American Jews should not be surprised by the political divorce between televangelist Pat Robertson and his supporters in Israel. Even as President Bush courted the Jewish vote in 2004, Jews remained loyal to the Democratic Party, to a large degree out of fear of the religious right.
Robertson recently said on his television program, “The 700 Club”: “You read the Bible and [God] says ‘This is my land,’ and for any prime minister of Israel who decides he is going to carve it up and give it away, God says, ‘No, this is mine.’” The claim that Prime Minister Sharon suffered a stroke because he withdrew Israeli settlers from Gaza stunned American Jews, most of whom support peace with the Palestinians and most of whom do not view God as seeking retribution for specific deeds.
Such intemperate views confirmed Jewish fears of the Christian right. In the 2004 election, almost 80% of American Jews voted for Democratic candidate John Kerry, according to a survey by the National Jewish Democratic Council that we analyzed.
The president did make inroads among the 15% of Jews who saw Israel as a central voting issue. A far greater share of Jewish voters, however, expressed strong dislike of Evangelical Christians.
On a feeling thermometer ranging from 0, for extremely cold, to 100, for extremely warm, 37% of Jewish voters rated evangelicals at 0. In the 2004 American National Election Study, by comparison, only 4% of non-evangelical Christians rated fundamentalist Christians at 0. The average rating of evangelicals was 24 for Jews, compared to a positive 54 for non-Evangelical Christians.
More importantly, American Jews’ negativity toward evangelicals shaped their vote choice. Eighty-six percent of those most fearful of evangelicals cast ballots for Kerry, as compared to 72% of other Jews.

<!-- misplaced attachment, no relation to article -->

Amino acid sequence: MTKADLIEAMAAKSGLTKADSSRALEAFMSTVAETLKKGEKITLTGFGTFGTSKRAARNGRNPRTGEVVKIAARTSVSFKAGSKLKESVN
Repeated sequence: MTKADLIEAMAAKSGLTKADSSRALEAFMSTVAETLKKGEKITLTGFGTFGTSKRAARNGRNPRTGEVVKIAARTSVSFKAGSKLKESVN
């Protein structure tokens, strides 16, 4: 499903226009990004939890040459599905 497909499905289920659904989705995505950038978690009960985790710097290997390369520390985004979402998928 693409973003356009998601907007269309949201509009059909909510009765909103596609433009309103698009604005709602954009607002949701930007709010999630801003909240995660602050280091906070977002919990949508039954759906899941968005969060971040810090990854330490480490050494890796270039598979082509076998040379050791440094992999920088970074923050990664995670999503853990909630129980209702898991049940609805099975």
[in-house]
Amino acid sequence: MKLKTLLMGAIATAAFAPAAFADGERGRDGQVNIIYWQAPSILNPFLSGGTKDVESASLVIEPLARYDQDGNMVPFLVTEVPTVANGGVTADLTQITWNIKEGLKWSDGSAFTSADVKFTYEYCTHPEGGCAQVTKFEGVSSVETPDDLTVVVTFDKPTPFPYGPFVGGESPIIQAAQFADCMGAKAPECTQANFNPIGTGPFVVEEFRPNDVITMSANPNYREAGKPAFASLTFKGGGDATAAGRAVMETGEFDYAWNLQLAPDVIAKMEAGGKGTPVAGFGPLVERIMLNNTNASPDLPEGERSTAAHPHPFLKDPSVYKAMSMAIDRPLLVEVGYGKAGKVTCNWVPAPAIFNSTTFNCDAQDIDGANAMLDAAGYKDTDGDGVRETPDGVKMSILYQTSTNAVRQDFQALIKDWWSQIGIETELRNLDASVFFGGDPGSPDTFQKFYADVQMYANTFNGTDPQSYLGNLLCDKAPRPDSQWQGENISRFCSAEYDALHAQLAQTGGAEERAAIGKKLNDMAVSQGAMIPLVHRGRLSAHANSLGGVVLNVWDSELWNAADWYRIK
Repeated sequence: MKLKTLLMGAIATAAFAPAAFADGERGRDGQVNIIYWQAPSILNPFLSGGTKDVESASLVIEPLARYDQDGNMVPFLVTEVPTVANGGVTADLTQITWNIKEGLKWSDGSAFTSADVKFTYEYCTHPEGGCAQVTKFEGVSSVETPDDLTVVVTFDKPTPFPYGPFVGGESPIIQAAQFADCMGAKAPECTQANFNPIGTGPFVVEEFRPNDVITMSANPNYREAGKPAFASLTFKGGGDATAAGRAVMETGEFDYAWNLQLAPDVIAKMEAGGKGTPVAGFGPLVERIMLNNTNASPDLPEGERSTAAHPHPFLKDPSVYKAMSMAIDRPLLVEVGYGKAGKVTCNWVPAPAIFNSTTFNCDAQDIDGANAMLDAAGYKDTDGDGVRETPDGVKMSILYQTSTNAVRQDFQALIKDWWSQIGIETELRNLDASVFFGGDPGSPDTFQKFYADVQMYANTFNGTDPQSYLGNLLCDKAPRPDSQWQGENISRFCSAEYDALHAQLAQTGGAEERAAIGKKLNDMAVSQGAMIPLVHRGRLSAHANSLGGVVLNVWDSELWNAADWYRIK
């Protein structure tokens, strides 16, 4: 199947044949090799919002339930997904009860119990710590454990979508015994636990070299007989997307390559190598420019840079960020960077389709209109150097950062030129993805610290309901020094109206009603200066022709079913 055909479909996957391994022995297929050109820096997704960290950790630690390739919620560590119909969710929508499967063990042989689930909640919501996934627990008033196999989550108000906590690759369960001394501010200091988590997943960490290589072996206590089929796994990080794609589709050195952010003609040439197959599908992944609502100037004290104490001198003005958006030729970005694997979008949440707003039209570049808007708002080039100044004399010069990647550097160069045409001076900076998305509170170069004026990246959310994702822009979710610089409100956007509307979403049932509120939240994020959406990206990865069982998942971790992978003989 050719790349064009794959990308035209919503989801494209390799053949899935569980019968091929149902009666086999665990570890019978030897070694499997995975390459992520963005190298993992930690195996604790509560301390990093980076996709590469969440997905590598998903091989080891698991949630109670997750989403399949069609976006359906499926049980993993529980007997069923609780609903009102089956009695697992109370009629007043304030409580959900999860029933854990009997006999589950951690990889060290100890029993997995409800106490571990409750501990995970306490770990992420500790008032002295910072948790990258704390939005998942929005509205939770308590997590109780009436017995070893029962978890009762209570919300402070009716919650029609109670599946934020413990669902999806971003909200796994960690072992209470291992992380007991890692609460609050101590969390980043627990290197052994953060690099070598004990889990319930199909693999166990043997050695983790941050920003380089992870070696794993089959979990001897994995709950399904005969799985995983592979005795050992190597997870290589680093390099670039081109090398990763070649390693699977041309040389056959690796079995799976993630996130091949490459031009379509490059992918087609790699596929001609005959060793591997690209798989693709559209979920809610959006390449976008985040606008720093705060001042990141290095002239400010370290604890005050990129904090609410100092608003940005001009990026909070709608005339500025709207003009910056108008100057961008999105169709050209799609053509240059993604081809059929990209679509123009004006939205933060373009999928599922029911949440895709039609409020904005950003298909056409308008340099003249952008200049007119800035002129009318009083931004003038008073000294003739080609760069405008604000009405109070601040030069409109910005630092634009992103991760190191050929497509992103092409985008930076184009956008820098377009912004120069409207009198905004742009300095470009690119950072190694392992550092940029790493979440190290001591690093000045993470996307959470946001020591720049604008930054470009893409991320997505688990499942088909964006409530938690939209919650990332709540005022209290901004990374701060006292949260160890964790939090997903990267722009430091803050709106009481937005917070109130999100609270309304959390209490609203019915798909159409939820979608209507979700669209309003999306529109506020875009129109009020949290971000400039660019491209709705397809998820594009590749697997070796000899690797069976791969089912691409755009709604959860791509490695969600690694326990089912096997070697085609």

It is true that many non-Jews were also turned off by the Christian right. For Christian America, however, the battle between fundamentalists and mainline believers revolves around the “culture war” in American politics. For mainline Christians, the battle with the religious right is over abortion and gay marriage. American Jews are very liberal on these social issues, but view the cultural wars though identity rather than policy lenses.
For Pat Robertson and his allies, Israel is not simply a homeland for a people who have long faced discrimination and occasionally extermination — it is part of New Testament prophecy. The reestablishment of a Jewish state is a precondition for the final battle between good and evil at Armageddon.
This ultimate conflict does not offer much solace to the Jews. Their choices are to convert to Christianity or to burn. This story is told in Revelations and in the “Left Behind” series of 11 novels that has sold more than 50 million copies.
At the same time that the Christian right is becoming increasingly powerful within the GOP — and when its party leader, George W. Bush, identifies as a born-again Christian — the Republican Party has put a lot of effort into courting the Jewish vote. At least in 2004, however, those efforts failed. The surveys reveal that Jews who voted for Bush in 2000 and for Kerry in 2004 were largely motivated by fear of the Christian right. They were even more negative toward evangelicals than Jews who voted Democratic in both elections.
At a November 2005 meeting of the American Israel Public Affairs Committee, Democratic National Committee Chair Howard Dean said that Democrats “believe that Jews should feel comfortable in being American Jews without being constrained from practicing their faith or be compelled to convert to another religion.” On the other side of the aisle, Ken Mehlman, the chair of the Republican National Committee, tells his fellow Jews that they should support the president who has stood by Israel.
While the political operatives make their cases, it seems, Pat Robertson has unwittingly become Howard Dean’s best campaigner for the Jewish vote — and Ken Mehlman’s worst nightmare, in perhaps more ways than one.
Eric Uslaner and Mark Lichbach are professors of government and politics at the University of Maryland, College Park.